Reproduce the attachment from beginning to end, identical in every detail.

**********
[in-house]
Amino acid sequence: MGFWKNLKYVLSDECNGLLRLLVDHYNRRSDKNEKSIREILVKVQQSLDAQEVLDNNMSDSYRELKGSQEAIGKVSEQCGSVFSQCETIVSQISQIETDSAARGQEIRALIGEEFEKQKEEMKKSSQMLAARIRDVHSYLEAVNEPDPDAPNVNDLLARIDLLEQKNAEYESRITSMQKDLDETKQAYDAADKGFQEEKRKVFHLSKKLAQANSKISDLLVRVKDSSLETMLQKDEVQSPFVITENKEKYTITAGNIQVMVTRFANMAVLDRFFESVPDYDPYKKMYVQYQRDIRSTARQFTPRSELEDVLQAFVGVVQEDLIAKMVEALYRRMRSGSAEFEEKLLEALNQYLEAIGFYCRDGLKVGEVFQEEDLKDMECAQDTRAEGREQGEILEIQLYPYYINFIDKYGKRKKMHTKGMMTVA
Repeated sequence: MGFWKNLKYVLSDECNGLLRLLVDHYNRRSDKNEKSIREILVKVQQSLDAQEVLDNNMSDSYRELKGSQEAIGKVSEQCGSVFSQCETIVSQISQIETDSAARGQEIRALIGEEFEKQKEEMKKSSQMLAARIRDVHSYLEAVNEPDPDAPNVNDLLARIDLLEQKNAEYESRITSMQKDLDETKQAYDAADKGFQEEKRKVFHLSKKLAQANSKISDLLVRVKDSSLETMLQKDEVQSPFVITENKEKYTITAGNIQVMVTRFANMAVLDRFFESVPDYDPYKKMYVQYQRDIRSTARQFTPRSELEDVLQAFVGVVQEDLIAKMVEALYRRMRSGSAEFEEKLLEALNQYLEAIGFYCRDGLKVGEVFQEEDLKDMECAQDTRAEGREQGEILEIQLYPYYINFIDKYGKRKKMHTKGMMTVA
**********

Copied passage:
[in-house]
Amino acid sequence: MGFWKNLKYVLSDECNGLLRLLVDHYNRRSDKNEKSIREILVKVQQSLDAQEVLDNNMSDSYRELKGSQEAIGKVSEQCGSVFSQCETIVSQISQIETDSAARGQEIRALIGEEFEKQKEEMKKSSQMLAARIRDVHSYLEAVNEPDPDAPNVNDLLARIDLLEQKNAEYESRITSMQKDLDETKQAYDAADKGFQEEKRKVFHLSKKLAQANSKISDLLVRVKDSSLETMLQKDEVQSPFVITENKEKYTITAGNIQVMVTRFANMAVLDRFFESVPDYDPYKKMYVQYQRDIRSTARQFTPRSELEDVLQAFVGVVQEDLIAKMVEALYRRMRSGSAEFEEKLLEALNQYLEAIGFYCRDGLKVGEVFQEEDLKDMECAQDTRAEGREQGEILEIQLYPYYINFIDKYGKRKKMHTKGMMTVA
Repeated sequence: MGFWKNLKYVLSDECNGLLRLLVDHYNRRSDKNEKSIREILVKVQQSLDAQEVLDNNMSDSYRELKGSQEAIGKVSEQCGSVFSQCETIVSQISQIETDSAARGQEIRALIGEEFEKQKEEMKKSSQMLAARIRDVHSYLEAVNEPDPDAPNVNDLLARIDLLEQKNAEYESRITSMQKDLDETKQAYDAADKGFQEEKRKVFHLSKKLAQANSKISDLLVRVKDSSLETMLQKDEVQSPFVITENKEKYTITAGNIQVMVTRFANMAVLDRFFESVPDYDPYKKMYVQYQRDIRSTARQFTPRSELEDVLQAFVGVVQEDLIAKMVEALYRRMRSGSAEFEEKLLEALNQYLEAIGFYCRDGLKVGEVFQEEDLKDMECAQDTRAEGREQGEILEIQLYPYYINFIDKYGKRKKMHTKGMMTVA